Nappers of the world, rejoice! Now there is scientific evidence to back what we’ve always known: a nap is great for your health.
Having kids has been great for me in that respect. For years and years, naps were just what we did after lunch. Sure, I was sleep deprived from being up in the night, but I also relished the opportunity to slow down, read a book, get a little shut eye and recharge for the second half of the day.
Now, none of my children nap any more. But I still have them convinced that after lunch on the weekends is for quiet time – reading, playing quietly…anything that will leave Mum alone so I have the option of napping.
Of course, in Europe napping is an almost continent-wide pastime, with afternoon siestas often factored into everyone’s work days, and city centres coming to a standstill in the afternoons while everyone rests.
But unfortunately, it’s not like that in Australia. To hold down a regular job or function as part of society, you’re generally expected to remain conscious for the entirety of the daylight hours.
Insisting on a nap can be perceived as weird, or just downright lazy. As a dedicated napper, I know this for a fact. But studies have shown that short naps can improve your awareness and productivity. The best news? It only takes 15 to 20 minutes to reap the benefits.
A study by the University of Colorado found that children who skip their afternoon nap showed less joy and interest, lower level problem solving skills, and had a higher level of anxiety than those that took a nap.
Well, I could have told them that.
But the same goes for adults as well. Researchers at Berkeley University found adults who regularly take naps are better at learning and have a better memory than those who don’t.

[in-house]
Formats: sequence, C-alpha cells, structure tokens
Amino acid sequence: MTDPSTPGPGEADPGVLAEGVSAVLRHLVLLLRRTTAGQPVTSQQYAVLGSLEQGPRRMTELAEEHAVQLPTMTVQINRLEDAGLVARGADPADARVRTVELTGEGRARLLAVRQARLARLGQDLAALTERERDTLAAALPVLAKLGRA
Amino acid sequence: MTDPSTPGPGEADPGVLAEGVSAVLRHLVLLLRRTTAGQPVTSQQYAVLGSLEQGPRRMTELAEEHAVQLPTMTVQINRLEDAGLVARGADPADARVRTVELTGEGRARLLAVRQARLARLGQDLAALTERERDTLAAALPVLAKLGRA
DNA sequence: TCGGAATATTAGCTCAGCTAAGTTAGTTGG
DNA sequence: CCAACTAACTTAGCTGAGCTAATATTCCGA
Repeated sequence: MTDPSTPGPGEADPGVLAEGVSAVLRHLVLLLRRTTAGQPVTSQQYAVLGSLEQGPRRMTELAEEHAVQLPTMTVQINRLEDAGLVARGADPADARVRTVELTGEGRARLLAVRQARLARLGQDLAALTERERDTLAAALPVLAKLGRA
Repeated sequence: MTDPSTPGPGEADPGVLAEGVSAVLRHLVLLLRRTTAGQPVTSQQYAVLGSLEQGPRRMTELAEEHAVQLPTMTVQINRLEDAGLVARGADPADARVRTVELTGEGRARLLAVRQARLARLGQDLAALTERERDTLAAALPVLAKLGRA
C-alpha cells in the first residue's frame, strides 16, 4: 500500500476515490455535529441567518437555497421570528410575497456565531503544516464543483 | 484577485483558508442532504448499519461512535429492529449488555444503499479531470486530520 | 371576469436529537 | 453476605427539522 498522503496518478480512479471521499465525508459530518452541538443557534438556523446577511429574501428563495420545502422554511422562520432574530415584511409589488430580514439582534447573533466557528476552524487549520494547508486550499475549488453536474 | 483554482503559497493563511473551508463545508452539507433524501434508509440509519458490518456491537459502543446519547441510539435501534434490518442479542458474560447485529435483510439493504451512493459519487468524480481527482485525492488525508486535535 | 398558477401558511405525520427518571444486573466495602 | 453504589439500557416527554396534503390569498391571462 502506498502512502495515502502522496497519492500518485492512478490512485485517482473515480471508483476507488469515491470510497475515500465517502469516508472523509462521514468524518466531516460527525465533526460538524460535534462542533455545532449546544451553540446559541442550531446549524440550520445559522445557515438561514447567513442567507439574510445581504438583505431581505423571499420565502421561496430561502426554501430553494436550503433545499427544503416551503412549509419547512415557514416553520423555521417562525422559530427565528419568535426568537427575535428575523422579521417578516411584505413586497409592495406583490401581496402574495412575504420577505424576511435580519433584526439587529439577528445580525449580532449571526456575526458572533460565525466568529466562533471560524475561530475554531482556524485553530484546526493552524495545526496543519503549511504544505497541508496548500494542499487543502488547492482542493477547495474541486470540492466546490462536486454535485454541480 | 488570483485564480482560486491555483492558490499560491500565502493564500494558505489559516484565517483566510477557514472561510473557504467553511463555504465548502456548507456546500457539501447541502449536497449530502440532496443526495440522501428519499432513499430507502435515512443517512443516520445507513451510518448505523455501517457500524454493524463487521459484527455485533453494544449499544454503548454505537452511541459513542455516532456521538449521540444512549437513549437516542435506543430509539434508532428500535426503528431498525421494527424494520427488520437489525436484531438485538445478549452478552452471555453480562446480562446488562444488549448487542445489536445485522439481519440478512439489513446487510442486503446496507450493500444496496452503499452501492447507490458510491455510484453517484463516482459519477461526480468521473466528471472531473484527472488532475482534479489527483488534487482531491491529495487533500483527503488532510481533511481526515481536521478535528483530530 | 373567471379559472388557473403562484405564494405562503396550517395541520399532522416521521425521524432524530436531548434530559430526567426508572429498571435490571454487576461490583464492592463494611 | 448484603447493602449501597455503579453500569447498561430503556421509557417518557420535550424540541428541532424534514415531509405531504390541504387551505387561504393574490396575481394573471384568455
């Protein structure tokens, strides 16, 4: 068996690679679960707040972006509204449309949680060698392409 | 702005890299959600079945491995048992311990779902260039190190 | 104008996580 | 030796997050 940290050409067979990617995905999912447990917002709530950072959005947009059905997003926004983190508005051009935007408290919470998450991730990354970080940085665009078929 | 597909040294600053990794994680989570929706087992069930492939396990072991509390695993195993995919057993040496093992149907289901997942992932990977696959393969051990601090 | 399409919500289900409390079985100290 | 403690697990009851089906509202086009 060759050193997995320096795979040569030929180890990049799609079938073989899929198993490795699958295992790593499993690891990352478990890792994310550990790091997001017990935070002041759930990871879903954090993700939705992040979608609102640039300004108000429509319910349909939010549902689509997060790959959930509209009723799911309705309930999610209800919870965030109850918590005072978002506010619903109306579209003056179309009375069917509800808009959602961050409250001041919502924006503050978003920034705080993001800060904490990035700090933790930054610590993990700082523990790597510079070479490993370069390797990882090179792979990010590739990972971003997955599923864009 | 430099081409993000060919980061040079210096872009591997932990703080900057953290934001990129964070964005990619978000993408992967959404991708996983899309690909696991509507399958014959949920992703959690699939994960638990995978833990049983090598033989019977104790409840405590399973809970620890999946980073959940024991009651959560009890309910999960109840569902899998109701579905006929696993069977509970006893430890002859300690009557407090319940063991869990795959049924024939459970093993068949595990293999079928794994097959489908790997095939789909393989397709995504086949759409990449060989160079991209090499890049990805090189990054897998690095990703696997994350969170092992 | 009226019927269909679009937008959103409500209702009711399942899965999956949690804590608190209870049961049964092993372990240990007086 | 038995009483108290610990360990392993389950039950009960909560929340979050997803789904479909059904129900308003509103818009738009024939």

Turns out napping is important because it gives your brain a chance to reboot, where it clears out the short-term memory and refreshes itself with loads of new defragged space.
Makes sense, right?
How long should you nap?
Great news if you don’t have much time on your hands. You can get everything you need out of a nap in 10 to 20 minutes. That means your sleep won’t be as deep as you would expect from a longer sleep, and you’ll be able to get back up and resume your day without feeling groggy.
If you can manage a 60 minute nap, you’ll reap the same benefits of the shorter nap, but even more so. And your body won’t have had a chance to drift into deep sleep yet.
You can take a 90 minute nap too, if you like, but that’s venturing into deep sleep territory, and it can be harder to wake up again. That sort of nap is only recommended for those that aren’t getting enough sleep at night. But as it’s a complete sleep cycle, the 90 minute nap can have great benefits on your emotional memory and creativity.
So there you go. Naps are great for your brain. Now if we can just convince our kids…